Stories You Should Know (6/23/10)

The Washington Post (Washington, D.C.)
The Republican Party stepped away from its long and uncomfortable history of racial and ethnic politics in South Carolina on Tuesday, nominating Nikki Haley, an Indian American woman for governor and Tim Scott, an African American man for the House.

The Associated Press (Washington, D.C.)
Themes of the November midterm elections popped up in the handful of primaries and runoffs held yesterday in four states, the latest cluster of contests to determine match ups for the midterm congressional elections just over four months away.  It’s shaping up to be an anti-establishment year, with angry voters casting ballots against candidates with ties to Washington and the national political parties.

The New York Times (New York, NY)
A federal judge in New Orleans on Tuesday blocked a six-month moratorium on deep-water drilling projects that the Obama administration imposed after the massive oil spill in the Gulf of Mexico. Citing potential economic harm to businesses and workers, Judge Feldman wrote that the Obama administration had failed to justify the need for such “a blanket, generic, indeed punitive, moratorium” on deep-water oil and gas drilling.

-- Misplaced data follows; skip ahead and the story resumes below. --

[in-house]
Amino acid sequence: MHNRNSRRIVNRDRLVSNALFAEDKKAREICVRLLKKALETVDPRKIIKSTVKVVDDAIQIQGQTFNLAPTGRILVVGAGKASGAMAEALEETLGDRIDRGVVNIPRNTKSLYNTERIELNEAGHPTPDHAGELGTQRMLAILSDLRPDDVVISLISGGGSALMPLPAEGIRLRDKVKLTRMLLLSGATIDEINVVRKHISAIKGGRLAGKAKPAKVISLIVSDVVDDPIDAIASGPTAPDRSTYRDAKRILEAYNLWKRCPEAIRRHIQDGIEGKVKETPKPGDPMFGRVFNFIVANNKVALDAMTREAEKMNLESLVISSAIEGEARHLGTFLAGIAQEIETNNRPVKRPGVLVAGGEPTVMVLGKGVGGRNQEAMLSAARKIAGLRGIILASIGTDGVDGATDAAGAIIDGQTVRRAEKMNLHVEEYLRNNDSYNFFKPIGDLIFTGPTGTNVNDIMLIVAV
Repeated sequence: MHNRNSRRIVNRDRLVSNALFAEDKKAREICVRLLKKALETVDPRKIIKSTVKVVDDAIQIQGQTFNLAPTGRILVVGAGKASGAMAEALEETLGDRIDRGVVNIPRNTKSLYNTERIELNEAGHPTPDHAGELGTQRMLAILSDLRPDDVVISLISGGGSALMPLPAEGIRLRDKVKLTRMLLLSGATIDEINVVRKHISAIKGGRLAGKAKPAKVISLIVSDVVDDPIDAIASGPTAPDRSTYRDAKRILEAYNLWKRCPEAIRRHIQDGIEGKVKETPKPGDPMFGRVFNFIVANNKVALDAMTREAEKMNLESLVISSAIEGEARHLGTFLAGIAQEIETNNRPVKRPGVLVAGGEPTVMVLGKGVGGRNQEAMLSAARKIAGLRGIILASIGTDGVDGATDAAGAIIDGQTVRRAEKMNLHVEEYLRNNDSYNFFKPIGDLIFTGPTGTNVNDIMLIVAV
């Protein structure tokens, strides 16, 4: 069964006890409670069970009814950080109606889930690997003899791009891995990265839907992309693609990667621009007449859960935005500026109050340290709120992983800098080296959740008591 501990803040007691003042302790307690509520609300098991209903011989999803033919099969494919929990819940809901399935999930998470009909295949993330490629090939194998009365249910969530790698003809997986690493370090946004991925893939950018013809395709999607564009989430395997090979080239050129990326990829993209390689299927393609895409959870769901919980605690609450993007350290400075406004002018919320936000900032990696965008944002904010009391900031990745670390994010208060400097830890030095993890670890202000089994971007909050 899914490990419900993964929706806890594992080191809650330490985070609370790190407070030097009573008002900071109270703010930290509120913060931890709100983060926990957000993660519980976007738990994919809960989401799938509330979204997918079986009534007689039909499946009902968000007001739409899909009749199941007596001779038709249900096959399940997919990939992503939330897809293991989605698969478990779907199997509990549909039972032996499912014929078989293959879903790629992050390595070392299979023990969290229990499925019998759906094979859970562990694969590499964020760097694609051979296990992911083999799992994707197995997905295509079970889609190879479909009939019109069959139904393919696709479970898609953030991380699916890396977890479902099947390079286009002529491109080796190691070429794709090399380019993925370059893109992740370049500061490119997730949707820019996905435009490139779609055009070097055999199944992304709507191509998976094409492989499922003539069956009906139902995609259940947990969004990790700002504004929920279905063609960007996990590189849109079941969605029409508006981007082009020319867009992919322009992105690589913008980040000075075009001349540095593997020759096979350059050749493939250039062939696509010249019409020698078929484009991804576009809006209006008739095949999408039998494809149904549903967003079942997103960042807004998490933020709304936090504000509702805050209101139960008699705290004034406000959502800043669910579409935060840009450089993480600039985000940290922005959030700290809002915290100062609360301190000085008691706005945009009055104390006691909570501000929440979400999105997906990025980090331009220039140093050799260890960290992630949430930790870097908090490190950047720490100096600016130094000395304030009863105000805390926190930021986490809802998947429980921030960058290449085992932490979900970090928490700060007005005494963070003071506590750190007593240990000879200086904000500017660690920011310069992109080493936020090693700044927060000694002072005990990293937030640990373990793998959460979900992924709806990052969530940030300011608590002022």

Salt Lake Tribune (Salt Lake City, UT)
After weeks of bitter sparring, attorney Mike Lee won a hard-fought victory over businessman Tim Bridgewater, clinching the Republican nomination and likely a spot as Utah’s next U.S. Senator.

Los Angeles Times (Los Angeles, CA)
Meg Whitman will begin airing a new 60-second television ad Wednesday that takes aim squarely at Democratic nominee Jerry Brown. If the ad is any indication, it looks like Californians can brace themselves for a long season of campaign ads.

The Washington Post (Washington, D.C.)
Gen. Stanley A. McChrystal’s belittling critique of some of the Obama administration’s top officials left the president with a stark choice on Tuesday: overlook comments that border on insubordination, or fire his top commander at a critical moment in Afghanistan.

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